It was a dark, blustery night in Monteverde. Rebecca, Megan and I were snuggled up in our bright Costa Rican comforters talking and reminiscing quietly as we listened to the menacing mountain wind whip around our small cabin. Warm and content, our girlish chatter distracted us from the ominous weather outside.
In the middle of describing a particularly rosy memory, Megan suddenly squealed in pain. "Something bit me! Something bit me twice!" She jumped out of bed and ran into the bathroom to nurse her throbbing, but barely visible wound. Rebecca and I laid rather unfazed in bed. I, for one, was convinced it was nothing more than a small jungle spider.
Megan walked out of the bathroom and began peeling back the blankets on her bed, searching for the guilty insect. "Hmmm. That thing looks like a squished raisin." She pointed at a bug lying still on her sheet and leaned in for a closer look. "Um, actually I think that is a scorpion" Megan stated calmly, as she watched it crawl toward her pillow.
"Impossible." I replied in my most confident, know-it-all voice. "No scorpion could survive in this climate." Right? Aren't scorpions notorious for hanging out in the desert? Has anyone ever seen National Geographic feature a mountain/jungle scorpion? I think not.
While Megan tried to get a better look at the feisty jungle creature, I laid in bed, calm and confident, my years of watching Oregon Public Broadcasting giving me unwavering peace of mind.
"It is a scorpion," Megan said quietly, interrupting the video I was playing in my head of a large orange scorpion scuttling across a sandy desert. Instinctively, Rebecca and I jumped up on the bed. Speechless,we stared in dismay at the little culprit.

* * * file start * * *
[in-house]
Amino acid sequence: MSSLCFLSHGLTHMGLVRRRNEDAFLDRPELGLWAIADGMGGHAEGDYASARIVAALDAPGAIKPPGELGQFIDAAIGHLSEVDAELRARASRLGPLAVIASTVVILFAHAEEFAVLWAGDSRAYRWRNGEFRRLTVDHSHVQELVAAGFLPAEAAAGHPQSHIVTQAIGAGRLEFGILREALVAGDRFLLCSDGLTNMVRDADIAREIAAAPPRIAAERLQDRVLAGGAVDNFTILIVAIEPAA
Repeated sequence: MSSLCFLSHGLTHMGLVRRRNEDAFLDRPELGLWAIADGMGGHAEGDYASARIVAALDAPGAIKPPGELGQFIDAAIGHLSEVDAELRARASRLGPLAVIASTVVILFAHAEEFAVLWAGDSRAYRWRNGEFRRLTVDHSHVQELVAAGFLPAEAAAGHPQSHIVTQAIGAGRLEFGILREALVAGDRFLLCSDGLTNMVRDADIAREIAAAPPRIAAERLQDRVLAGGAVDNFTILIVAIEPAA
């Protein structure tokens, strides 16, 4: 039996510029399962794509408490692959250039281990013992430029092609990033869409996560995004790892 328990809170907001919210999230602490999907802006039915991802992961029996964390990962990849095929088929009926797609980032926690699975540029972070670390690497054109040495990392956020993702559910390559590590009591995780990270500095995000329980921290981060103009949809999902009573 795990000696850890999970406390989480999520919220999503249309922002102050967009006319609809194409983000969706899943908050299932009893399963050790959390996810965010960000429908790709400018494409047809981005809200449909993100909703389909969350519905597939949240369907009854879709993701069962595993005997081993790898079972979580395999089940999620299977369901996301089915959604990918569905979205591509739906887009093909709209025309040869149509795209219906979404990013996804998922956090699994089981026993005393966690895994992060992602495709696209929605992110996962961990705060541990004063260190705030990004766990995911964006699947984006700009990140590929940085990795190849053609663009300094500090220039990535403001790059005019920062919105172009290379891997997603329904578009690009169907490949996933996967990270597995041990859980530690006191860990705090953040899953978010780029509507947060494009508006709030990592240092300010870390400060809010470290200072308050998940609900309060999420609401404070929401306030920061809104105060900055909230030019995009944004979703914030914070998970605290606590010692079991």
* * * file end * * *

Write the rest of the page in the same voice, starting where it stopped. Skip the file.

I stood there waiting for my mind to kick into emergency situation mode and hastily form a plan of attack. Instead, I felt my lips forming a string of monosyllabic gibberish. "Ooooh. Uuuummmm. Ahhhh." I desperately looked at Rebecca, and then back at the "squashed raisin" as it pranced across Megan's bed, its venomous tail swaying arrogantly.
Megan picked up a very small drinking glass, apparently with valiant intentions of using it to capture the dangerous creature. Her movement interrupted my train of nonsensical babbling and my body snapped into action, with my mind trailing far behind as I tried to figure out what was my body was doing.
I jumped off my bed, ran out the door into the torrential downpour and heard myself shout, "Don't touch the scorpion. Just leave it!" As I sprinted down the slippery, wet stone walkway toward the main lodge, I tried to block visions of Megan's poor body going into shock from the scorpion's deadly sting.
Breathless, I burst through the front door of the lobby and began pounding on the office door. "Hello?!!! Hello?!!!" No answer. I ran up the stairs to the darkened cafeteria. No one was in sight. I ran back outside and began turning in circles, surveying the cabins surrounding the main lodge.
My eyes rested on a large, lit cabin to the left of the main lodge. Perhaps the lodge owners lived in this cabin. I ran up and knocked on the door. A wiry older man answered the door and looked at me expectantly. Skipping all formalities I burst out, "My friend got bit by a scorpion and I don't know what to do. It's still in her bed. Do you know where I could find a security guard?" He stared at me blankly. I immediately recognized the look in his eyes. He didn't have a clue what I was saying. I switched over to Spanish but his blank look persisted. Then he interrupted me with broken Spanish. "El Senor," he said, motioning to the back of the house.
He walked to the base of the stairs and began yelling in French. A young man in his late twenties came running down the stairs, a mop of longish dark hair spilling over his forehead. Wide-eyed, he rushed to the door and with a thick French accent asked, "What is zee problem?".
To be continued in part II of The Valiant French Canadian.